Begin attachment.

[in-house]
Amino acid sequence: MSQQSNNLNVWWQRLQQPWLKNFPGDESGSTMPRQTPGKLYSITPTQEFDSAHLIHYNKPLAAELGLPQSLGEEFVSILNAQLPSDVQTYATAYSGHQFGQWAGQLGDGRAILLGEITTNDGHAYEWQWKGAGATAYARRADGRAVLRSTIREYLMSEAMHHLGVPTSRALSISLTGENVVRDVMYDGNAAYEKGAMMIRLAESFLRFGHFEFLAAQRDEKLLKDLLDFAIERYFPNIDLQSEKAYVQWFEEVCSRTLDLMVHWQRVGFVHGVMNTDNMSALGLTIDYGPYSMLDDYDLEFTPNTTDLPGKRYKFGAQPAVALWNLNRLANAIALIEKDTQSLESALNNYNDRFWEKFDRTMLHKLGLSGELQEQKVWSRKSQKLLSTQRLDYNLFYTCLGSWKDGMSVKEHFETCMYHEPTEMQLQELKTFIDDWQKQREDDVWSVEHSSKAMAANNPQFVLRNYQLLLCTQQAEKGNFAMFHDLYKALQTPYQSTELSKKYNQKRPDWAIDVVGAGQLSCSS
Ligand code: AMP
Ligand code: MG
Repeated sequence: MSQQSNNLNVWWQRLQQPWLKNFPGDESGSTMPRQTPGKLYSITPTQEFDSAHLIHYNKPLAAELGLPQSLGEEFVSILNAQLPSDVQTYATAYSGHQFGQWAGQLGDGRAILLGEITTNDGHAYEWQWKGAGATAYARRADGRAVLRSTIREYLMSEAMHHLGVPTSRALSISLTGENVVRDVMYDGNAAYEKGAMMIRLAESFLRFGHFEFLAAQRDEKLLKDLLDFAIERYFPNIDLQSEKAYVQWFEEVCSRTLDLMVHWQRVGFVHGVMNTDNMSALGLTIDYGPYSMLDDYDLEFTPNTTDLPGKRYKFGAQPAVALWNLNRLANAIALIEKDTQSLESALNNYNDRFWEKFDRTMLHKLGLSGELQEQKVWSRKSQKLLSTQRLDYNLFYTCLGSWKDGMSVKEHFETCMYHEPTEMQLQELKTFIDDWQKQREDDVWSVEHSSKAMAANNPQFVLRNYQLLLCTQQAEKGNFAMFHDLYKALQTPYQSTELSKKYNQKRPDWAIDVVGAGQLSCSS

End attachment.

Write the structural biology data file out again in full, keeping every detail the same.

[in-house]
Amino acid sequence: MSQQSNNLNVWWQRLQQPWLKNFPGDESGSTMPRQTPGKLYSITPTQEFDSAHLIHYNKPLAAELGLPQSLGEEFVSILNAQLPSDVQTYATAYSGHQFGQWAGQLGDGRAILLGEITTNDGHAYEWQWKGAGATAYARRADGRAVLRSTIREYLMSEAMHHLGVPTSRALSISLTGENVVRDVMYDGNAAYEKGAMMIRLAESFLRFGHFEFLAAQRDEKLLKDLLDFAIERYFPNIDLQSEKAYVQWFEEVCSRTLDLMVHWQRVGFVHGVMNTDNMSALGLTIDYGPYSMLDDYDLEFTPNTTDLPGKRYKFGAQPAVALWNLNRLANAIALIEKDTQSLESALNNYNDRFWEKFDRTMLHKLGLSGELQEQKVWSRKSQKLLSTQRLDYNLFYTCLGSWKDGMSVKEHFETCMYHEPTEMQLQELKTFIDDWQKQREDDVWSVEHSSKAMAANNPQFVLRNYQLLLCTQQAEKGNFAMFHDLYKALQTPYQSTELSKKYNQKRPDWAIDVVGAGQLSCSS
Ligand code: AMP
Ligand code: MG
Repeated sequence: MSQQSNNLNVWWQRLQQPWLKNFPGDESGSTMPRQTPGKLYSITPTQEFDSAHLIHYNKPLAAELGLPQSLGEEFVSILNAQLPSDVQTYATAYSGHQFGQWAGQLGDGRAILLGEITTNDGHAYEWQWKGAGATAYARRADGRAVLRSTIREYLMSEAMHHLGVPTSRALSISLTGENVVRDVMYDGNAAYEKGAMMIRLAESFLRFGHFEFLAAQRDEKLLKDLLDFAIERYFPNIDLQSEKAYVQWFEEVCSRTLDLMVHWQRVGFVHGVMNTDNMSALGLTIDYGPYSMLDDYDLEFTPNTTDLPGKRYKFGAQPAVALWNLNRLANAIALIEKDTQSLESALNNYNDRFWEKFDRTMLHKLGLSGELQEQKVWSRKSQKLLSTQRLDYNLFYTCLGSWKDGMSVKEHFETCMYHEPTEMQLQELKTFIDDWQKQREDDVWSVEHSSKAMAANNPQFVLRNYQLLLCTQQAEKGNFAMFHDLYKALQTPYQSTELSKKYNQKRPDWAIDVVGAGQLSCSS